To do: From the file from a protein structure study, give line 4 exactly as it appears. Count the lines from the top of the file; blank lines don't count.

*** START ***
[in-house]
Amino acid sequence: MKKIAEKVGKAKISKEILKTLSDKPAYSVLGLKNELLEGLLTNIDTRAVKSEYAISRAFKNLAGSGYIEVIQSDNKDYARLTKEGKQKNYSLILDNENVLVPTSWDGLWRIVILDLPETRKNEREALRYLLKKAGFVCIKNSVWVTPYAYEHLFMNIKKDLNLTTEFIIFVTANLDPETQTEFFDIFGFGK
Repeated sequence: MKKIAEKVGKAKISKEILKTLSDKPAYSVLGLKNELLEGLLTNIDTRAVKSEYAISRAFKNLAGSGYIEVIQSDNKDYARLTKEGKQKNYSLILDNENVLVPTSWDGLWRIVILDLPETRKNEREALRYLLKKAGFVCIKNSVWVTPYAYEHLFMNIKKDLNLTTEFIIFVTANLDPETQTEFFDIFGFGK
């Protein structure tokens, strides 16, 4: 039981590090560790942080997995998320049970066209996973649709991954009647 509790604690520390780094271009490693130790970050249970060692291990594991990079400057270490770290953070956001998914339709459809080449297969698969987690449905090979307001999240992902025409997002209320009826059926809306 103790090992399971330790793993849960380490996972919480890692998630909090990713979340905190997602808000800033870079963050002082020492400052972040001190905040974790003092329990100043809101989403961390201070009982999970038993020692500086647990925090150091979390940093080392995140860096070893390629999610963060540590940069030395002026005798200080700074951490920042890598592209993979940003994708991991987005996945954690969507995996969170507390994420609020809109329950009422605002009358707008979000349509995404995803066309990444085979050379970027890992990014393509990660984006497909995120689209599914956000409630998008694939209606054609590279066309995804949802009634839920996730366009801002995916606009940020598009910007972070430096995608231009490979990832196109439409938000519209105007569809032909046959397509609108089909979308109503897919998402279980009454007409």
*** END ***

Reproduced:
């Protein structure tokens, strides 16, 4: 039981590090560790942080997995998320049970066209996973649709991954009647 509790604690520390780094271009490693130790970050249970060692291990594991990079400057270490770290953070956001998914339709459809080449297969698969987690449905090979307001999240992902025409997002209320009826059926809306 103790090992399971330790793993849960380490996972919480890692998630909090990713979340905190997602808000800033870079963050002082020492400052972040001190905040974790003092329990100043809101989403961390201070009982999970038993020692500086647990925090150091979390940093080392995140860096070893390629999610963060540590940069030395002026005798200080700074951490920042890598592209993979940003994708991991987005996945954690969507995996969170507390994420609020809109329950009422605002009358707008979000349509995404995803066309990444085979050379970027890992990014393509990660984006497909995120689209599914956000409630998008694939209606054609590279066309995804949802009634839920996730366009801002995916606009940020598009910007972070430096995608231009490979990832196109439409938000519209105007569809032909046959397509609108089909979308109503897919998402279980009454007409």